Habana Labs – A Serious Alternative to NVIDIA for Training Neural Networks?

In June, Israeli start-up Habana Labs announced Gaudi, a 16nm training chip for neural networks. Gaudi represents Habana’s second attempt to break into the AI market following the commercial launch of its Goya inference chips in Q4 2018. Habana claims it has already shipped Goya to 20 select clients.

Gaudi builds on the same basic architecture as the Goya inference accelerator and uses eight Tensor Processor Cores (TPCs), each with dedicated on-die memory, a GEMM math engine and Gen 4 PCIe (Exhibit 1). While Goya focuses on integer computation, Gaudi supports floating-point formats required for training and integrates 32 GB High Bandwidth Memory (HBM2) to enable large chip clusters. Additionally, it features the industry’s first on-die implementation of Remote Direct Memory Access (RDMA) over Converged Ethernet (RoCE) on an AI chip, which provides 10x100Gb or 20x50Gb communication links to enable scaling up to thousands of accelerators.

Software-wise, Gaudi comes with Habana’s AI software stack, known as SynapseAI, which comprises  a graph compiler, runtime, debugger, deep learning library and drivers. At present, Habana supports TensorFlow for building models but plans to add support for PyTorch and other machine learning frameworks as well.

Exhibit 1: High-Level Architecture of Habana Labs’ Gaudi Processor

High-Level Architecture of Habana Labs’ Gaudi Processor

Products:

Although Habana only offers a single Goya-based product, a PCIe accelerator card, it plans to offer three Gaudi form factors.

  • HL-200 – a 200-Watt PCIe card supporting eight ports of 100Gb Ethernet.
  • HL-205 – a 300-Watt mezzanine card compliant accelerator module with the OCP (Open Compute Project) Accelerator Module (OAM) specification, supporting 10 ports of 100Gb Ethernet or 20 ports of 50Gb Ethernet. Facebook originated this OCP module design, and several chip providers (but not NVIDIA) plan to support it.
  • Habana is also introducing an 8 Gaudi chip system called HLS-1, which includes eight HL-205 Mezzanine cards, with PCIe connectors for external host connectivity and 24 100Gbps Ethernet ports for connecting to off-the-shelf Ethernet switches accommodated in a standard 19-inch rack (Exhibit 2).

The company is testing first silicon and expects all three Gaudi products to sample by the end of 2019, with volume production expected to start in mid-2020.

Exhibit 2: Habana Labs HLS-1 System which combines eight Gaudi accelerator cards

Habana Labs HLS-1 System which combines eight Gaudi accelerator cards

Assessment:

NVIDIA’s GPUs have dominated the cloud data center AI training market for several years with many customers now regarding NVIDIA as having a vendor lock on them. Habana Labs is one of a small band of start-ups seeking to disrupt this market and claims that its Gaudi chip already offers better performance than NVIDIA’s Tesla V100.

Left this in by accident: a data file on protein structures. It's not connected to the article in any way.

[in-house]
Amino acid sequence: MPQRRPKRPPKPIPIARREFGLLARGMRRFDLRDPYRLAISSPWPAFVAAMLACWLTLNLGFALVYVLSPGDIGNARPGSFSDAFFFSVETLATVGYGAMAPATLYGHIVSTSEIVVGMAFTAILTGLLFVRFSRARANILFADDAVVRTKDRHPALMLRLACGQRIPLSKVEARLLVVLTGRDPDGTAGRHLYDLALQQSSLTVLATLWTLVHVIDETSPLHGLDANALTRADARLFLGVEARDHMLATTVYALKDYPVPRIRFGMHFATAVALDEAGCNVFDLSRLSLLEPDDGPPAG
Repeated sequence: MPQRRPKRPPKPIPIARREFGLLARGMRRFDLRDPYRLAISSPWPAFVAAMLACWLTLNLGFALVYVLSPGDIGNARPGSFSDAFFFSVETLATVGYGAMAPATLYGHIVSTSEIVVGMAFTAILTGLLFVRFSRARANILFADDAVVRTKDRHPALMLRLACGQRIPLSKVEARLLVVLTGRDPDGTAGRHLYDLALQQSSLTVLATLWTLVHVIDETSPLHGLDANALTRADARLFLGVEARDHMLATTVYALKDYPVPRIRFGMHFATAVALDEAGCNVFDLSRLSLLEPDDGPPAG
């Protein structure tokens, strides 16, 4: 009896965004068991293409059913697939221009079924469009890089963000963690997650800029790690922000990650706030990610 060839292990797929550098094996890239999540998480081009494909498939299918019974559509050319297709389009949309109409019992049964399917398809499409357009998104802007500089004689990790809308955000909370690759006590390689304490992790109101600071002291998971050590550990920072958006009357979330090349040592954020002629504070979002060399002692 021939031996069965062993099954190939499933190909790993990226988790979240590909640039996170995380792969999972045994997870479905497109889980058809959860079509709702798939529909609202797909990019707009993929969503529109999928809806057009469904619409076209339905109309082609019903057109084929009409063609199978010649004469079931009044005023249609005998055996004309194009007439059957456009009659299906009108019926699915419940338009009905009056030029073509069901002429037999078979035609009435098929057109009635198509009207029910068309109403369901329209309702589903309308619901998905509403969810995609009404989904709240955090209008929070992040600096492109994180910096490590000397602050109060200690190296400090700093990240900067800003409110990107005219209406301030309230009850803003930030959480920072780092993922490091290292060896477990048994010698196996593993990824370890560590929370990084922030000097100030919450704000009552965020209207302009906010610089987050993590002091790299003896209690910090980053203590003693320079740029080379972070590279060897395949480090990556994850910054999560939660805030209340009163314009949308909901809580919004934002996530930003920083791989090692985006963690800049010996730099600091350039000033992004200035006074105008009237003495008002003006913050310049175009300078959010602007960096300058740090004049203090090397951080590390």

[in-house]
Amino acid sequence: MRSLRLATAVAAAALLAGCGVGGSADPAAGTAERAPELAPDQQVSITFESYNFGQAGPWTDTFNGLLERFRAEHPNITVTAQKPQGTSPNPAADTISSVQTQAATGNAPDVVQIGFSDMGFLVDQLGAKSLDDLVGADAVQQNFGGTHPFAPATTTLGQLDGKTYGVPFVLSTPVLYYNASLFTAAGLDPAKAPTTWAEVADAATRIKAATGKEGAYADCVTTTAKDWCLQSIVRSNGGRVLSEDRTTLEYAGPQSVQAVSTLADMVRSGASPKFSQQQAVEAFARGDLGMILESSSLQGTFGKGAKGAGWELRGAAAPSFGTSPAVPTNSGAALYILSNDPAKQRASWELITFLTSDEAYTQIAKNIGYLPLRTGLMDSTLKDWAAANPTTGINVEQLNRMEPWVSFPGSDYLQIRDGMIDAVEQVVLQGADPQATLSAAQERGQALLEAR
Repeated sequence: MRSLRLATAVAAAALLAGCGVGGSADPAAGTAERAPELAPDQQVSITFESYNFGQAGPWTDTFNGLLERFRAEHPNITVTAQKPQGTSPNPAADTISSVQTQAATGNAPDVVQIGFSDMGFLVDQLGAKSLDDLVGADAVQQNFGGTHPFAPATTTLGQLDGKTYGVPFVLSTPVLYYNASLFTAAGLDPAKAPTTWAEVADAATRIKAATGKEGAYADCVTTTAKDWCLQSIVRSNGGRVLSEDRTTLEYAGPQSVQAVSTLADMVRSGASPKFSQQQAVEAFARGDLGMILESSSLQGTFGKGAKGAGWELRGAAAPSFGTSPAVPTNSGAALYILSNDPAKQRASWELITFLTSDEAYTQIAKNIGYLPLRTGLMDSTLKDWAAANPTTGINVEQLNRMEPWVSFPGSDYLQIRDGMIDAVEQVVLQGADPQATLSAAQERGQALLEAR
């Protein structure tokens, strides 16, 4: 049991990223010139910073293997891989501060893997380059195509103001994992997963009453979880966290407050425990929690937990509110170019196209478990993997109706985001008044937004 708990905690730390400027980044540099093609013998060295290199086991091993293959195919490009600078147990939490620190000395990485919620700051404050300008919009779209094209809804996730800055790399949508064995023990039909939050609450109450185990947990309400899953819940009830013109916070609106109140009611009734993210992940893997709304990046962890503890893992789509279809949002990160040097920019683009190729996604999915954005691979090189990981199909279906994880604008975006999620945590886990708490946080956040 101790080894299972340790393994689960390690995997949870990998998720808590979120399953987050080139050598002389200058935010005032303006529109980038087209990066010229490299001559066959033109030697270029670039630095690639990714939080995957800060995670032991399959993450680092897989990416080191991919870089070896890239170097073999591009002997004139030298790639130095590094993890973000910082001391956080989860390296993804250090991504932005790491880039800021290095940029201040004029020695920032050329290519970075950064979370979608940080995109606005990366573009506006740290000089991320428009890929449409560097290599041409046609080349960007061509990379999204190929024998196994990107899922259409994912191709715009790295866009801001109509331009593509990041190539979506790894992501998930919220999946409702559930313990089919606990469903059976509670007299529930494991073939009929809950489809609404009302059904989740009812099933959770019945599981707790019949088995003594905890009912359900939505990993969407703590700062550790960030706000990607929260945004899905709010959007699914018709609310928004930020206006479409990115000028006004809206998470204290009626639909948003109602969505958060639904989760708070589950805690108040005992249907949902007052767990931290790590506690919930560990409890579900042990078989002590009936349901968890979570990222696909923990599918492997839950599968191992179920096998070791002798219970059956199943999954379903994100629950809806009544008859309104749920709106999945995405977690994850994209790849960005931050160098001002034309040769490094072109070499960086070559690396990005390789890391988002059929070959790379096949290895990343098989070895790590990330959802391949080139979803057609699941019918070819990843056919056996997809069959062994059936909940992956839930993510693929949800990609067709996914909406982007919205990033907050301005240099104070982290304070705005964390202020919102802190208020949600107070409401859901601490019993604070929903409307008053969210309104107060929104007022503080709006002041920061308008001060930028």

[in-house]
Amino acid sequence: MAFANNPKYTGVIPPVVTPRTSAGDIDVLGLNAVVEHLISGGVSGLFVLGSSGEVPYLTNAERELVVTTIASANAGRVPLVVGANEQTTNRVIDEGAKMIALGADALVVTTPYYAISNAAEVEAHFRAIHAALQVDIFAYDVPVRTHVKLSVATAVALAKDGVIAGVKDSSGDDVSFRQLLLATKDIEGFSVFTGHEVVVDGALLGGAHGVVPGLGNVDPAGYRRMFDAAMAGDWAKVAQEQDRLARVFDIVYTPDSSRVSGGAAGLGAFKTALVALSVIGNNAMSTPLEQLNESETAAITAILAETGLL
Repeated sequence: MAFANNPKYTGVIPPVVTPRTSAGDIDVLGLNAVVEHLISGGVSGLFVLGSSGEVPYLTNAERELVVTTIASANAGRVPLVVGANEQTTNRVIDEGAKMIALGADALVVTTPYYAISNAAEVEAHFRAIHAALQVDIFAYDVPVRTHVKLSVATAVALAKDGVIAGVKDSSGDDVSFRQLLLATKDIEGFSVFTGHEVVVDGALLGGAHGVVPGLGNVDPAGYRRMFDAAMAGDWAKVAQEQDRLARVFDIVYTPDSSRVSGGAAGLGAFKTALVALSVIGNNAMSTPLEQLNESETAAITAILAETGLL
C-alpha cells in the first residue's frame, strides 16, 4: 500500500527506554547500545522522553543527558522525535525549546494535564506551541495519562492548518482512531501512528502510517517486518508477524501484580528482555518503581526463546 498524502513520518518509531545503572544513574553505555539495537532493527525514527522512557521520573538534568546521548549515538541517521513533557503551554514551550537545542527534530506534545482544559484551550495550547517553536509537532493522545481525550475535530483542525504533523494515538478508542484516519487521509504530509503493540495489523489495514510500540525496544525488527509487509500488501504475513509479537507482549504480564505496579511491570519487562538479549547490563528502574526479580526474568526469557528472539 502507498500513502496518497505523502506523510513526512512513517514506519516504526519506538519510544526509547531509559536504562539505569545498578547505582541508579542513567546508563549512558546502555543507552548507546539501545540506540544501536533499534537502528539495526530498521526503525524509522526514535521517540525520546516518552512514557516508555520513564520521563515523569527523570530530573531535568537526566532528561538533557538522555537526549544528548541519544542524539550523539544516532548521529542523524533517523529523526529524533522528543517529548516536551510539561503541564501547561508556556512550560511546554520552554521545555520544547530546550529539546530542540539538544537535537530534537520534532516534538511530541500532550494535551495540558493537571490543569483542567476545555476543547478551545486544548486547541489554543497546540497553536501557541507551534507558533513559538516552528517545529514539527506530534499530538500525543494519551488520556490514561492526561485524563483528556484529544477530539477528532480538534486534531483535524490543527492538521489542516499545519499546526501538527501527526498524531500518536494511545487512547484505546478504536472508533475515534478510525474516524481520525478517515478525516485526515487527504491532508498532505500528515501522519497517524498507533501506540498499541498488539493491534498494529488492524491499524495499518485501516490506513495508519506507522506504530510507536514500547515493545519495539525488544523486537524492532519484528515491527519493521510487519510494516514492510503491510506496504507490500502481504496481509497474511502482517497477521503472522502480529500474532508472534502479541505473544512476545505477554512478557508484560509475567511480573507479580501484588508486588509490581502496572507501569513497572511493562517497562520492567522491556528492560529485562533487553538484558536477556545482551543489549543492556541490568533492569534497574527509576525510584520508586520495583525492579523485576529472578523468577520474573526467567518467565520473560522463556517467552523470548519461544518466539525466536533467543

For example, in the popular ResNet50 CNN image recognition test, Habana claims that Gaudi exceeds 1,650 images per second (IPS) with a batch size of 64 compared to 1,360 IPS with an unspecified batch size for NVIDIA’s Tesla V100. In addition, the company claims that Gaudi uses only 140 Watts of power when running the benchmark, around half that of the V100.

Aside from raw performance, an important characteristic of AI training processors is scalability. AI accelerators are used in their multiples in large training farms, with many devices collaborating on training the same neural network. Habana offers integrated standards-based Ethernet connectivity that it claims enables unlimited scaling. This frees customers from NVIDIA’s proprietary software and interfaces. Habana is also the first vendor to announce hardware for Facebook’s OCP form factor and Glow software.

The demand for more powerful AI capabilities is creating a highly competitive market where nimble execution is nearly as important as architectural design. NVIDIA has proved itself to be an agile innovator and a formidable competitor, and with its well-established CUDA software ecosystem, it is unlikely to cede its dominant market position any time soon.  Its Volta AI chip launched around two years ago, and the Volta’s successor will likely be announced later this year. As such, Habana’s performance advantage claim may be short-lived. Also, with Facebook working with several other accelerator chip start-ups, there is, of course, no guarantee that Habana will receive major orders from the social media giant.

Nevertheless, if its technology delivers as promised, Intel-backed Habana could emerge as one of the leading challengers to NVIDIA in the AI training market. With its freedom from proprietary software and interfaces – and probably a much lower price – it should appeal to cloud data center customers who currently buy expensive NVIDIA GPUs and are anxious to see alternative suppliers.